Hot & Sticky Jerky Recipe
I can’t remember a back country hunting trip when at least one person in camp wasn’t bragging about their latest jerky sensation. It was a valuable commodity, especially if there’s was the only jerky in camp. The grand finale to a day of hunting was often offset by sampling each others latest jerky concoction.
5 lbs lean beef or venison (2.27 kg)
2 1/2 tbsp pickling salt (48.8 g)
1 1/4 tsp Prague Powder #1 (7.0 g)
1 1/4 tsp dry mustard powder (2.9 g)
1 1/4 tsp garlic powder (4.15 g)
2 1/2 tsp onion powder (9.0 g)
5 tsp Ancho chili powder (14 g)
2 1/2 tbsp red pepper flakes (15.8 g)
1/3 cup cold water (75 ml)
2 1/2 cups corn syrup or honey (840
1. Cut away all visible fat from the meat, chill to 31°F (-0.55°C), and slice into 1/4” (0.64 cm) thick strips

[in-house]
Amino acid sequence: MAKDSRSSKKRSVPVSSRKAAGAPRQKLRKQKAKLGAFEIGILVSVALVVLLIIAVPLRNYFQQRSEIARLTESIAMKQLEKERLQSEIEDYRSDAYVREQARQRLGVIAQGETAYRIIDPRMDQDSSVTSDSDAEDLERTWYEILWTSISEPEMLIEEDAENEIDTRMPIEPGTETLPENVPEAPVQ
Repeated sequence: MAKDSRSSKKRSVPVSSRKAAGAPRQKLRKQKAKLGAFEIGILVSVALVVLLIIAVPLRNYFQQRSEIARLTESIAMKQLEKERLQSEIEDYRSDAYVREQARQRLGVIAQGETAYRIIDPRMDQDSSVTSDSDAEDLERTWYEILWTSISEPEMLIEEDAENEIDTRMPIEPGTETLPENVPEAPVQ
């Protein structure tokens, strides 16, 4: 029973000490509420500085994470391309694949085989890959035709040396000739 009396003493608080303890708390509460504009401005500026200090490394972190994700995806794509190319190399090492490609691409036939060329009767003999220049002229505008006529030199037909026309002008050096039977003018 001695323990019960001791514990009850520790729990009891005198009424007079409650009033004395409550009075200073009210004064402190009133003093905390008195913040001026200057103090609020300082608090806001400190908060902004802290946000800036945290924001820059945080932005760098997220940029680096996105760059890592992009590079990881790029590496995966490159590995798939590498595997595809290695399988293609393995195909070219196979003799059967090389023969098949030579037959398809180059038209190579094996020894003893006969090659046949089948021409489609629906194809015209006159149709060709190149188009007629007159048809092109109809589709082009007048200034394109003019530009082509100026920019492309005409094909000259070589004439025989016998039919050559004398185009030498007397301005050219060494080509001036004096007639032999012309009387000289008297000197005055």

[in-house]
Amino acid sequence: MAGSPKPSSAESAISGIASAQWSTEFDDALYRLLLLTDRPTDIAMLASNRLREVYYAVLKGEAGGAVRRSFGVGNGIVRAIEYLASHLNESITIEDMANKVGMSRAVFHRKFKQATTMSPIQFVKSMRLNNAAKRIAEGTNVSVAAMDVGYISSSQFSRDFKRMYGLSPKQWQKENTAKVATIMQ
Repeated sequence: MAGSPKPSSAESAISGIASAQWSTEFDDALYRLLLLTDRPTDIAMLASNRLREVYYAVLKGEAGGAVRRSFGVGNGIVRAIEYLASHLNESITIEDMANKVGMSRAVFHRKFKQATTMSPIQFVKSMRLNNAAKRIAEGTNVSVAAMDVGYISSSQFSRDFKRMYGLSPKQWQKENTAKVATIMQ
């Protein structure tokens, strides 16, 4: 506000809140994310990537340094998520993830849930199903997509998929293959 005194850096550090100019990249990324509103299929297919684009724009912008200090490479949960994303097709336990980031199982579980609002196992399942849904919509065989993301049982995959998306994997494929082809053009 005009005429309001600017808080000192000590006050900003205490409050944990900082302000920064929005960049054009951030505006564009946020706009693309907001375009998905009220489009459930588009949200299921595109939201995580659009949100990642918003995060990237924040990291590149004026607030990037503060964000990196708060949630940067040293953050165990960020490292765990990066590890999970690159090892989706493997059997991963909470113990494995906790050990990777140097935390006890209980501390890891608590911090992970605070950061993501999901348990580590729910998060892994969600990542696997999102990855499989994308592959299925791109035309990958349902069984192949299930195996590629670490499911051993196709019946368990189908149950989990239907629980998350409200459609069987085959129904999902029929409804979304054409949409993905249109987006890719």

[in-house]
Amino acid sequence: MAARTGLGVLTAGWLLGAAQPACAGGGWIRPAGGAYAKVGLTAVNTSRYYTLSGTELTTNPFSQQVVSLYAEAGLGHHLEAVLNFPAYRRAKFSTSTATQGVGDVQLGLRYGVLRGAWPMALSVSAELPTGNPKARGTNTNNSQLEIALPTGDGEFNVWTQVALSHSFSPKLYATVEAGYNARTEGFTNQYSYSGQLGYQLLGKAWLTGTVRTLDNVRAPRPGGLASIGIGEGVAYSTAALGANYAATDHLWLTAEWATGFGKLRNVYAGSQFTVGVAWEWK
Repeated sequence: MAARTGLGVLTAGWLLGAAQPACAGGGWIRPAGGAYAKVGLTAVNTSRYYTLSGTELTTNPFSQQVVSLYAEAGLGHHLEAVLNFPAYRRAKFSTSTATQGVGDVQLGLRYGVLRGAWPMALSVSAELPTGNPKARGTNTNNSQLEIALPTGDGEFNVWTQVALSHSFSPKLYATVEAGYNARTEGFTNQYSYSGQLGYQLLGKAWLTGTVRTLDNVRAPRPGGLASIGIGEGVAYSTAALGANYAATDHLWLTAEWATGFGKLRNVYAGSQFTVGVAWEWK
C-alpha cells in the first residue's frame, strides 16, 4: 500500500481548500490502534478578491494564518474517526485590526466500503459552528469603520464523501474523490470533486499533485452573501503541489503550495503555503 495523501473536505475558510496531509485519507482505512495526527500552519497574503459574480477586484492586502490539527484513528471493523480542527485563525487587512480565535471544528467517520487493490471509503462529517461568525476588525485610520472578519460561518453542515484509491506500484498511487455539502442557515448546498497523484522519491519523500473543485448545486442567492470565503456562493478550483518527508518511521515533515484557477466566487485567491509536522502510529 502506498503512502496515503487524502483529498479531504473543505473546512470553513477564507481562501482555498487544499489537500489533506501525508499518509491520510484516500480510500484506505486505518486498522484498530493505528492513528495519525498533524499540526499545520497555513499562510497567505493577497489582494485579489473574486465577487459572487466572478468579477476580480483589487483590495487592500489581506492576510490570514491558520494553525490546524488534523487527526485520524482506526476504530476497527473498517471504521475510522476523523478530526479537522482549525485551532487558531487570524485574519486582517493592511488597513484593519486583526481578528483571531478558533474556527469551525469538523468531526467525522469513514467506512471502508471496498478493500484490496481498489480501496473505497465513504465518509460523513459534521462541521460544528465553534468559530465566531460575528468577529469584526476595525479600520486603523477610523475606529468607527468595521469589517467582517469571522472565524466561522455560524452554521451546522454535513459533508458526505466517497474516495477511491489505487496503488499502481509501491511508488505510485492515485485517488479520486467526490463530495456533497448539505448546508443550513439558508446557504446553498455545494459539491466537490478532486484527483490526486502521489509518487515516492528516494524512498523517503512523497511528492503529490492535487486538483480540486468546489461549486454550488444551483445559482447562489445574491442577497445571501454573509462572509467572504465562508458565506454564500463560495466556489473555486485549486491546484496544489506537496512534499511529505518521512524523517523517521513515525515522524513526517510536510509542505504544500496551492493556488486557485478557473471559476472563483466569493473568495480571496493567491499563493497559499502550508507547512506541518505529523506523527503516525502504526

2. Cut the meat across the grain for a tender bite or with the grain for a chewy bite.
3. Combine remaining ingredients in non-reactive container; mix well. Add meat strips, cover, and refrigerate overnight.
4. Arrange meat strips on oiled screens in a single layer, leave space between the pieces to allow sufficient air flow.
5. Dry meat strips at 145°F (63°C) in usual manner until it is dried to about 40-50% of its original weight (green weight).*
6. Properly dried jerky will keep up to 2 weeks in a sealed container or vacuum seal and freeze up to 6 months.*
*Because of the sticky glaze that covers the exterior of this jerky, it’s best to consume it right away or vacuum seal and freeze up to 6 months.
Although pink curing salt #1 isn’t required in the production of homemade jerky, it is recommended because it inhibits the growth of bacteria, reduces spoilage and improves the overall color and flavor of the finished product.
Because of the possibility of microorganism contamination, do not reuse the marinade once the meat has been removed. Be safe and discard marinade.